Smell training may even cause “better brain connectivity,” Thomas Hummel, MD, co-author of the study and a professor in the Smell and Taste Clinic at the Technical University of Dresden, tells Verywell Health.

With smell training, people are usually asked to smell certain scents and to try to think of what the scent should actually smell like while they’re doing it. There is some variation with smell training, though, including how often it’s done and which scents are used.

Hummel recommends doing the practice twice a day, spending 30 seconds each on four different odors “for four months minimum.”

Bleier says that there isn’t a set standard based on studies. “The types of odors used differs throughout the literature, but there is evidence that it is important to pick odors from different categories such as aromatic, fruity, and floral."

Research has also followed patients who undergo smell training from anywhere between 12 to 56 weeks. Bleier adds that “there is some evidence that longer protocols produce better results.”

How Effective Is Smell Training?

It’s debatable. “We’ve done double-blind studies that show that improvement in smell over time isn’t any better than spontaneous improvement without smell training,” Doty says.

He also points out that most studies on smell training aren’t double-blind (meaning, people are aware that they’re receiving smell training in most studies) and don’t have controls to compare patients who receive smell training to those who don’t.

Benjamin S. Bleier, MD

While many questions still exist about the best number of odors and how long to train for, we do know it is convenient and does not have any significant side effects.

— Benjamin S. Bleier, MD

Bleier says that it's too early to tell if smell training will help patients who have a loss of smell or distorted sense of smell after having COVID-19. “The good news is there is no real downside or side effects from smell training, so it is certainly something patients can try as soon as they start to experience symptoms," he says.

While Doty is hesitant to say that smell training actually works, he says that some patients who visit his clinic for smell issues will try it, adding that "it doesn’t hurt."

Overall, Bleier recommends that people who are experiencing smell loss try scent training. “While many questions still exist about the best number of odors and how long to train for, we do know it is convenient and does not have any significant side effects,” says Bleier, adding that it “should be considered in any patient experiencing smell loss.”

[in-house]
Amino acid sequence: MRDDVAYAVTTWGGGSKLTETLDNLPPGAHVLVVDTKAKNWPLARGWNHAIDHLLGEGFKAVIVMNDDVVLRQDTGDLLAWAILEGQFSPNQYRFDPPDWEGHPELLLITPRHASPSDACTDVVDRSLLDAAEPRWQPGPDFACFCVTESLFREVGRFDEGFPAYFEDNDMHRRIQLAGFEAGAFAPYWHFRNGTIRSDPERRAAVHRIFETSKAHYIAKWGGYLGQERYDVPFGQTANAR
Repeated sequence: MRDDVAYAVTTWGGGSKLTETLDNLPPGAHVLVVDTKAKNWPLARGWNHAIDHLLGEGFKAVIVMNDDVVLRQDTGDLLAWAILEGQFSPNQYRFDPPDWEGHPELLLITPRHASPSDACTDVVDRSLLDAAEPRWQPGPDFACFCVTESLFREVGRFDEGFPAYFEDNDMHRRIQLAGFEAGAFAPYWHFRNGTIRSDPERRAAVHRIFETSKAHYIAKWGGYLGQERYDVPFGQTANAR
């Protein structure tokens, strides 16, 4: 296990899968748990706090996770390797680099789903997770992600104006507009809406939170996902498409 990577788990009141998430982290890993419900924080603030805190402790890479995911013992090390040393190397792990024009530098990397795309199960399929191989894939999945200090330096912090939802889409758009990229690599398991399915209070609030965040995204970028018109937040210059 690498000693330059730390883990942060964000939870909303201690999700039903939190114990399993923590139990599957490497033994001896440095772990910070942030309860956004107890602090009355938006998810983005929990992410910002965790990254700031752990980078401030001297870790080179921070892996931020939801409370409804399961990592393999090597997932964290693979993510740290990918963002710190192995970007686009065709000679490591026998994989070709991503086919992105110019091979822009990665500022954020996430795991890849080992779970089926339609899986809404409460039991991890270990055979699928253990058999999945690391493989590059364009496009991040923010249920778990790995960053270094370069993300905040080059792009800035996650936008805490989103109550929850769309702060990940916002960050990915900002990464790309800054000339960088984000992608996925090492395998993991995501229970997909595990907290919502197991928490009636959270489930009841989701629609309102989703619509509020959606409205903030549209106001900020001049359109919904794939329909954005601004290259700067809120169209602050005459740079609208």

What This Means For You

Smell training might be able to help you regain your sense of smell after having COVID-19 or another illness. If you've lost your sense of smell, talk to your provider about your options.

The information in this article is current as of the date listed, which means newer information may be available when you read this. For the most recent updates on COVID-19, visit our coronavirus news page.

7 Sources
Verywell Health uses only high-quality sources, including peer-reviewed studies, to support the facts within our articles. Read our editorial process to learn more about how we fact-check and keep our content accurate, reliable, and trustworthy.
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  2. Rimmer A. Sixty seconds on . . . parosmiaBMJ. 2020;371:m4332. doi:10.1136/bmj.m4332

  3. Harvard Medical School. How COVID-19 Causes Loss of Smell.

  4. Centers for Disease Control and Prevention (CDC). Symptoms of Coronavirus.

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  6. Lao WP, Imam SA, Nguyen SA. Anosmia, hyposmia, and dysgeusia as indicators for positive SARS-CoV-2 infectionWorld J Otorhinolaryngol Head Neck Surg. doi:10.1016%2Fj.wjorl.2020.04.001

  7. Altundag A, Cayonu M, Kayabasoglu G, et al. Modified olfactory training in patients with postinfectious olfactory loss: Treatment of olfactory loss. The Laryngoscope. doi:10.1002/lary.25245 

By Korin Miller
Korin Miller is a health and lifestyle journalist who has been published in The Washington Post, Prevention, SELF, Women's Health, The Bump, and Yahoo, among other outlets.